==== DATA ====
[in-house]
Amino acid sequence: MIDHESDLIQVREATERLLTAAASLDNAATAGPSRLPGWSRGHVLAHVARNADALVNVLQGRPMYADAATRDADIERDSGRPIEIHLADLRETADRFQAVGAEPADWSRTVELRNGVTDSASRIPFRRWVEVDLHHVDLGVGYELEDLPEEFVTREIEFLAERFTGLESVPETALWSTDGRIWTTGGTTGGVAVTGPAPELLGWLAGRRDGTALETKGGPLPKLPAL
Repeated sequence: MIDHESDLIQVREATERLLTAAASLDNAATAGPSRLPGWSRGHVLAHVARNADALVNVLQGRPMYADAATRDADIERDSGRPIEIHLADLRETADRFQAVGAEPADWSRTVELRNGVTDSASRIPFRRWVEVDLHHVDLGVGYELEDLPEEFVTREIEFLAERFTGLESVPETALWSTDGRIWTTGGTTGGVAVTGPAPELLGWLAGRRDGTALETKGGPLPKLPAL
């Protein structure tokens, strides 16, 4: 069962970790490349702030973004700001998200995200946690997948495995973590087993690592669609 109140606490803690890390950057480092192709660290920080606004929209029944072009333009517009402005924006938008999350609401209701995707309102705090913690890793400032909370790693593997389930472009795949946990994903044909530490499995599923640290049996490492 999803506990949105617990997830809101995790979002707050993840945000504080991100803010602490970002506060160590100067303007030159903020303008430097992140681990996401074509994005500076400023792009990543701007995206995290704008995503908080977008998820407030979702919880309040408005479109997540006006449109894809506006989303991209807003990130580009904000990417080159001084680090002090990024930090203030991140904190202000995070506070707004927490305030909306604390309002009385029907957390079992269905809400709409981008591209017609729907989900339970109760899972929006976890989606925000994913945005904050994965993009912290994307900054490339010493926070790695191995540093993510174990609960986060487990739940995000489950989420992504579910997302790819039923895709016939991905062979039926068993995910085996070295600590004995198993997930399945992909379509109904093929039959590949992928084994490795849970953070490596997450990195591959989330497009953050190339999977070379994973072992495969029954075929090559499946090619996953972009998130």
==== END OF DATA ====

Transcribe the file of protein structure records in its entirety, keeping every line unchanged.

[in-house]
Amino acid sequence: MIDHESDLIQVREATERLLTAAASLDNAATAGPSRLPGWSRGHVLAHVARNADALVNVLQGRPMYADAATRDADIERDSGRPIEIHLADLRETADRFQAVGAEPADWSRTVELRNGVTDSASRIPFRRWVEVDLHHVDLGVGYELEDLPEEFVTREIEFLAERFTGLESVPETALWSTDGRIWTTGGTTGGVAVTGPAPELLGWLAGRRDGTALETKGGPLPKLPAL
Repeated sequence: MIDHESDLIQVREATERLLTAAASLDNAATAGPSRLPGWSRGHVLAHVARNADALVNVLQGRPMYADAATRDADIERDSGRPIEIHLADLRETADRFQAVGAEPADWSRTVELRNGVTDSASRIPFRRWVEVDLHHVDLGVGYELEDLPEEFVTREIEFLAERFTGLESVPETALWSTDGRIWTTGGTTGGVAVTGPAPELLGWLAGRRDGTALETKGGPLPKLPAL
């Protein structure tokens, strides 16, 4: 069962970790490349702030973004700001998200995200946690997948495995973590087993690592669609 109140606490803690890390950057480092192709660290920080606004929209029944072009333009517009402005924006938008999350609401209701995707309102705090913690890793400032909370790693593997389930472009795949946990994903044909530490499995599923640290049996490492 999803506990949105617990997830809101995790979002707050993840945000504080991100803010602490970002506060160590100067303007030159903020303008430097992140681990996401074509994005500076400023792009990543701007995206995290704008995503908080977008998820407030979702919880309040408005479109997540006006449109894809506006989303991209807003990130580009904000990417080159001084680090002090990024930090203030991140904190202000995070506070707004927490305030909306604390309002009385029907957390079992269905809400709409981008591209017609729907989900339970109760899972929006976890989606925000994913945005904050994965993009912290994307900054490339010493926070790695191995540093993510174990609960986060487990739940995000489950989420992504579910997302790819039923895709016939991905062979039926068993995910085996070295600590004995198993997930399945992909379509109904093929039959590949992928084994490795849970953070490596997450990195591959989330497009953050190339999977070379994973072992495969029954075929090559499946090619996953972009998130």